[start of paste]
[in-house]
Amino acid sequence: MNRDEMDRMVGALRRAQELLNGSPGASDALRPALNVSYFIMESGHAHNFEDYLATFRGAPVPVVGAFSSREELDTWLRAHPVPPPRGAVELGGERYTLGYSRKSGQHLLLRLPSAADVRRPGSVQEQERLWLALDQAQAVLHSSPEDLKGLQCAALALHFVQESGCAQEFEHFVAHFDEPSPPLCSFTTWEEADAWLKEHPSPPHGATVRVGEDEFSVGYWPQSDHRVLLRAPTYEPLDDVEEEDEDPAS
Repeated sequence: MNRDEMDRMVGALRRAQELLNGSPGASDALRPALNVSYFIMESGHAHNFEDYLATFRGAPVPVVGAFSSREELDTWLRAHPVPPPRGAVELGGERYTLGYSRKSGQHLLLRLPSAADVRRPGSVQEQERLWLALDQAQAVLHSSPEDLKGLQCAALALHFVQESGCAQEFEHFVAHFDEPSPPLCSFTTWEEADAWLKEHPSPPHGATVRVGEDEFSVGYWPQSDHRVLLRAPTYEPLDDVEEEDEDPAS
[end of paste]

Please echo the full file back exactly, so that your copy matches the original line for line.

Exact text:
[in-house]
Amino acid sequence: MNRDEMDRMVGALRRAQELLNGSPGASDALRPALNVSYFIMESGHAHNFEDYLATFRGAPVPVVGAFSSREELDTWLRAHPVPPPRGAVELGGERYTLGYSRKSGQHLLLRLPSAADVRRPGSVQEQERLWLALDQAQAVLHSSPEDLKGLQCAALALHFVQESGCAQEFEHFVAHFDEPSPPLCSFTTWEEADAWLKEHPSPPHGATVRVGEDEFSVGYWPQSDHRVLLRAPTYEPLDDVEEEDEDPAS
Repeated sequence: MNRDEMDRMVGALRRAQELLNGSPGASDALRPALNVSYFIMESGHAHNFEDYLATFRGAPVPVVGAFSSREELDTWLRAHPVPPPRGAVELGGERYTLGYSRKSGQHLLLRLPSAADVRRPGSVQEQERLWLALDQAQAVLHSSPEDLKGLQCAALALHFVQESGCAQEFEHFVAHFDEPSPPLCSFTTWEEADAWLKEHPSPPHGATVRVGEDEFSVGYWPQSDHRVLLRAPTYEPLDDVEEEDEDPAS